Gluten is a protein belonging to the grains barley, wheat and rye. It is a stretchy protein that captures carbon dioxide released from yeast, causing breads to rise. While gluten is not a problem for everyone, for people with a gluten sensitivity or intolerance, gluten can cause health problems. Unfortunately, removing these grains from the diet is not easy. Gluten is used in many consumer products other than food, including vitamins, prescription drugs, malt, lipstick and toothpaste.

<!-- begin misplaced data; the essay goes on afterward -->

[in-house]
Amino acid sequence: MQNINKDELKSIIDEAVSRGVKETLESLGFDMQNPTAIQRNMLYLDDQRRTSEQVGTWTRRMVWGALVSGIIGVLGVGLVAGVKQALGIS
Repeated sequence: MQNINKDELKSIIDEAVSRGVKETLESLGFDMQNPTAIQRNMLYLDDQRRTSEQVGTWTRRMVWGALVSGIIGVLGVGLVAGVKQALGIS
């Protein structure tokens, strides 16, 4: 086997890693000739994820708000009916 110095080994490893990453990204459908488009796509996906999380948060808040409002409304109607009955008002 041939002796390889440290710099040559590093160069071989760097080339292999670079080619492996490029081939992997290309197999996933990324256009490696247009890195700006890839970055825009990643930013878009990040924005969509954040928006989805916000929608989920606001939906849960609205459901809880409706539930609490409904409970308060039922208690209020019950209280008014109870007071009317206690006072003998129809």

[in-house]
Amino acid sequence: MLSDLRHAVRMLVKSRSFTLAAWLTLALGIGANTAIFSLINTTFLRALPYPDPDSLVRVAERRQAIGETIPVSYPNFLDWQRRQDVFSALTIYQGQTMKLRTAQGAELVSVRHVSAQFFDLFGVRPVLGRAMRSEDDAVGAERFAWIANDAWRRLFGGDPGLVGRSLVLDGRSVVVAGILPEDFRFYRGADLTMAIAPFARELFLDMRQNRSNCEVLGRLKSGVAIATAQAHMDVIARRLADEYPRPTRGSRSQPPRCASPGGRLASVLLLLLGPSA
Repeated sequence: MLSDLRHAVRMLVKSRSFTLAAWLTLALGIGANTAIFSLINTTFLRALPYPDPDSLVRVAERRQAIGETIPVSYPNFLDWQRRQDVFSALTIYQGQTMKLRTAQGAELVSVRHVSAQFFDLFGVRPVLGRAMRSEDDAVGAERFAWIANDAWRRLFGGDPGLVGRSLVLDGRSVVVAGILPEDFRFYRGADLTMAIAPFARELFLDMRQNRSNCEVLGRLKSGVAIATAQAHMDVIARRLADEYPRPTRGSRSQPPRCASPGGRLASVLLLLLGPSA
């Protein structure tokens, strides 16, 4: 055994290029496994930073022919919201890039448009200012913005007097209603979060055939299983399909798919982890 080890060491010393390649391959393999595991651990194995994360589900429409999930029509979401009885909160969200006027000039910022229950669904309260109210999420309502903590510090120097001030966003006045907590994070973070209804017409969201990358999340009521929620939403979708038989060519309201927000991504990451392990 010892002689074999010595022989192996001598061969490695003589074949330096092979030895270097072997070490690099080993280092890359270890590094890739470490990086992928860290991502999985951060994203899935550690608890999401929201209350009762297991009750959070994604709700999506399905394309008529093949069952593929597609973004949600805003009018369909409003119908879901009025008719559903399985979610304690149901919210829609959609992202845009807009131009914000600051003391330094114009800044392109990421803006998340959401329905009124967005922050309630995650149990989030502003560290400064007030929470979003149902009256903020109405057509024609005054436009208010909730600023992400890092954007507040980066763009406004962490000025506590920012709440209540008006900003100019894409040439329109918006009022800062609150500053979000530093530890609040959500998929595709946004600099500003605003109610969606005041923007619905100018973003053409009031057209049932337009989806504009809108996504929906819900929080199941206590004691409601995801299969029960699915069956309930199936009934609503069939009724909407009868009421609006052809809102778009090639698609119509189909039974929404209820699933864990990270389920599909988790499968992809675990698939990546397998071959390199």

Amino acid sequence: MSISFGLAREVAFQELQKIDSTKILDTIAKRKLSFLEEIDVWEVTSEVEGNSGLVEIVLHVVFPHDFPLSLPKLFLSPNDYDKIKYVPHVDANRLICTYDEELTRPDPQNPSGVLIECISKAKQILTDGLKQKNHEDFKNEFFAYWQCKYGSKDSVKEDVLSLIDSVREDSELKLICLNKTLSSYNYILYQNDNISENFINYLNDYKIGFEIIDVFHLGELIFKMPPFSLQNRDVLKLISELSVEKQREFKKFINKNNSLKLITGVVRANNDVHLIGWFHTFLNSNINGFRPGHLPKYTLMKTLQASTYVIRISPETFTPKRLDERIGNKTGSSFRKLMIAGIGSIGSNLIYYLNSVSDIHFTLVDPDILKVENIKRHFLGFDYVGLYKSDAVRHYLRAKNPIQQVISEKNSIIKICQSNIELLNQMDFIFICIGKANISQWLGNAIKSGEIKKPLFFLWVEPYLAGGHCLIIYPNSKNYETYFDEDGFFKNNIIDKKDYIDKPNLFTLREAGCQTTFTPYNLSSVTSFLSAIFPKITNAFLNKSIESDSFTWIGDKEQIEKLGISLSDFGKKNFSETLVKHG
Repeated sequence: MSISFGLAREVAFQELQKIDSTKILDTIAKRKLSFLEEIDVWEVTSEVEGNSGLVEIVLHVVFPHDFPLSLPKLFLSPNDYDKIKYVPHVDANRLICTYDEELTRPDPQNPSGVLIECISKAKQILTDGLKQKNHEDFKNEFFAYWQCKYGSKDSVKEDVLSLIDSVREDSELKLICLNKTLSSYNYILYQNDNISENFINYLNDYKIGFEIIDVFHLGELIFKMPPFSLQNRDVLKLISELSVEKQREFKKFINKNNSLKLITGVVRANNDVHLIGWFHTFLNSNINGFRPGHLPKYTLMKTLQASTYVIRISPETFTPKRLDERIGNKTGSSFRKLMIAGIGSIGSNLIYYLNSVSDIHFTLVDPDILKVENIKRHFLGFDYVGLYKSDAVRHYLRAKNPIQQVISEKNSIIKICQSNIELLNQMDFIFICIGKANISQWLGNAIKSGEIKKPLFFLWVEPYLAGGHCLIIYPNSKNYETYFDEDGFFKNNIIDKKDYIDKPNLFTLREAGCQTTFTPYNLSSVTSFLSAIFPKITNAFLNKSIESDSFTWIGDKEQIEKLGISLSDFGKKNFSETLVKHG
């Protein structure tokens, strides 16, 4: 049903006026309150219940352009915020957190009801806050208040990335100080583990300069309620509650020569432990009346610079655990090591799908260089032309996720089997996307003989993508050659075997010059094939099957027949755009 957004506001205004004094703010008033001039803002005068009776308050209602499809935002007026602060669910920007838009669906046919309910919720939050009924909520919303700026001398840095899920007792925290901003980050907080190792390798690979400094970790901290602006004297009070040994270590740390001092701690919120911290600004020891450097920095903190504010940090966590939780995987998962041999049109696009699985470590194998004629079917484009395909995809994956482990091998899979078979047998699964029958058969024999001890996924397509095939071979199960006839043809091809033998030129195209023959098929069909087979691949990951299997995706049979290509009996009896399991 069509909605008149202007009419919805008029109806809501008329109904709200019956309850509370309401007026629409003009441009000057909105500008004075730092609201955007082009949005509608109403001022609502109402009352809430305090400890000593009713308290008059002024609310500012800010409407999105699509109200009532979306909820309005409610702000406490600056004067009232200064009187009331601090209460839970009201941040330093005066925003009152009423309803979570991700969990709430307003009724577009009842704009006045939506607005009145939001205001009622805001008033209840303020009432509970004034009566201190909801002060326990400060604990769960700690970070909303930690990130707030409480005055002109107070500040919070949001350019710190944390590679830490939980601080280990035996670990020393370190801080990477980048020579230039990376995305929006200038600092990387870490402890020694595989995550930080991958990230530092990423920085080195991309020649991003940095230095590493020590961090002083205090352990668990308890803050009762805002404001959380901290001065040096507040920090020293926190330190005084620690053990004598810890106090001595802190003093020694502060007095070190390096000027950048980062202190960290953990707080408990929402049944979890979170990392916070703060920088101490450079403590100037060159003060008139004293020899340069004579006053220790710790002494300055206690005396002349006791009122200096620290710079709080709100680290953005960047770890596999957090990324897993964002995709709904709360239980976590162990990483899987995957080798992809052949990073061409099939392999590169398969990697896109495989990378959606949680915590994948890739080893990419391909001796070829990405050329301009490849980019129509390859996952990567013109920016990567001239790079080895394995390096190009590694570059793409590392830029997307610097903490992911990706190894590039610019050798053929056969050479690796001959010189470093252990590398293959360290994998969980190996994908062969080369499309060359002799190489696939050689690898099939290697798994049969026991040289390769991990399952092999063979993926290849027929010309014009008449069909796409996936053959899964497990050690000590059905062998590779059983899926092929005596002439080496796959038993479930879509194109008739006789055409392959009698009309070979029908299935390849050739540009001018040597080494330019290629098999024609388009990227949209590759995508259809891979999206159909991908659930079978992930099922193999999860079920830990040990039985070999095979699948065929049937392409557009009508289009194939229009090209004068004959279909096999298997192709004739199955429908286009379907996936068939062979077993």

Roughly 2 million Americans have celiac disease, an autoimmune disorder triggered by the consumption of gluten. According to the American Diabetes Association, 10 percent of Type 1 diabetics also have celiac disease. Gluten can damage the small intestine, prohibiting the absorption of vital nutrients, which can lead to vitamin deficiencies. Abdominal pain, bloating and diarrhea can occur, but some people experience no symptoms. Celiac disease may express itself in other ways, such as anemia, depression, joint pain, muscle cramps, rash, tingling feet and legs, osteoporosis or upset stomach. Vitamin deficiencies may result in fatigue, oily stools, weight loss and bone loss. Because the symptoms of celiac disease mimic other digestive disorders, diagnosis can be difficult. Methods for testing for celiac disease include blood screening and intestinal biopsy. There is no cure for celiac disease; the best treatment is to avoid gluten.